Dental Concussions and What To Do About Them
We understand that dental injuries can happen at any age, ranging from mild to severe. One such injury is a dental concussion, commonly seen in toddlers. Dental concussions occur when a tooth receives an impact from an outside force but remains unbroken and in place. While it usually doesn’t require immediate emergency treatment, it can cause temporary or permanent tooth discoloration. Recognizing the signs of a dental concussion is important, and we’re here to help you know what steps to take if your child has a dental concussion.
How To Recognize Dental Concussions in Your Child’s Mouth
Dental concussions often result from outside impacts, such as sports, accidents, or simple mishaps. A concussed tooth will appear sensitive to any form of touch but will remain stable in the mouth. Sometimes, the concussion will show changes in the tooth’s color, but other times it may not exhibit any signs. If you believe that your child has a dental concussion, then your dentist can perform a pulp sensibility test to determine if the pulp of your child’s tooth is healthy. If the results come back negative and the pulp is unhealthy, your dentist can provide treatment.
However, it’s important to know that not all concussions are the same. There are several types of injuries that can occur with the teeth, including:
- Concussion: These concussions occur when the periodontal ligaments holding the tooth are damaged, leading to discoloration.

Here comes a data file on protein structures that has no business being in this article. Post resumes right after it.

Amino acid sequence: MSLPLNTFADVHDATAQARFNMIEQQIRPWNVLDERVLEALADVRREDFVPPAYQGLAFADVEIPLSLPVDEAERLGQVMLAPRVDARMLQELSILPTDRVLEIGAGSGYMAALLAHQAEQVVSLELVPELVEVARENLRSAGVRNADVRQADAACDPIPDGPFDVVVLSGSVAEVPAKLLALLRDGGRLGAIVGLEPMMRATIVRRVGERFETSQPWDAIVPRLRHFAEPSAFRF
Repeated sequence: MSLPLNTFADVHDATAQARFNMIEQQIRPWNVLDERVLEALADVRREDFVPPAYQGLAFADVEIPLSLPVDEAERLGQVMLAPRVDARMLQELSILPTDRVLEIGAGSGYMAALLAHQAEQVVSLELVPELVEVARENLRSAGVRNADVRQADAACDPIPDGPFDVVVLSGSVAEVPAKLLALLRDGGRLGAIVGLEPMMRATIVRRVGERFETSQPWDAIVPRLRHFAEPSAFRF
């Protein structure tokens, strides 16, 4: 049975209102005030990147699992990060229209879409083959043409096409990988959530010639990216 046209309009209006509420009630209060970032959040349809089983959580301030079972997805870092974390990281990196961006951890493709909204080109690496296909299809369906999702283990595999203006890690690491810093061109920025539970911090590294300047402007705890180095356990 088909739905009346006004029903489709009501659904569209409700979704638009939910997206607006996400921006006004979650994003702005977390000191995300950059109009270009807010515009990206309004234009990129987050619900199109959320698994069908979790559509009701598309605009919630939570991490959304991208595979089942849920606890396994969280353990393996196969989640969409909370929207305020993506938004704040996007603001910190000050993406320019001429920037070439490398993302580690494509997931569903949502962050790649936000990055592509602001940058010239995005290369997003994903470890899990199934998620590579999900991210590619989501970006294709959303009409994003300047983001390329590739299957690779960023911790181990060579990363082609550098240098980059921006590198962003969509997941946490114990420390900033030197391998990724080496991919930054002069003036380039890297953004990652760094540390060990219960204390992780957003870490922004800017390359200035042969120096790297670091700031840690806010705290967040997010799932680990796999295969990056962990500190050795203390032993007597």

- Subluxation: This condition refers to a tooth that’s slightly mobile but hasn’t been completely displaced. It causes gum bleeding and tooth sensitivity and can progress, causing biting and chewing to become difficult.
- Extrusive Luxation: In these cases, the tooth is highly mobile and elongated due to the extent of the tooth and ligament separation.
- Lateral Luxation: The jawbone fracture is present in this condition, causing the teeth to be held in place despite the periodontal ligament separation.
- Intrusive Luxation: When this occurs, the tooth is pushed upward into the socket, causing fractures in the alveolar bone.
While not all concussions are avoidable, taking preventative measures can help minimize your child’s injury risk. If they participate in sports, mouthguards are especially beneficial as they protect their developing teeth. We also advise avoiding hard candies and ice to prevent the onset of any dental chips and cracks in their teeth. For children already dealing with a dental concussion, we highly recommend a soft diet combined with gentle tooth brushing and antibacterial mouthwash to protect their teeth while they heal.
Contact Smiling Kids Pediatric Dentistry Indianapolis, IN Today!
If your child ever experiences a dental concussion, don’t hesitate to contact Smiling Kids Pediatric Dentistry at (317) 580-9199. Our team of experienced dentists, including Dr. Swati Singh, is here to help your child experience the best oral health possible. We are here to provide the care and support your child needs for a healthy, confident smile.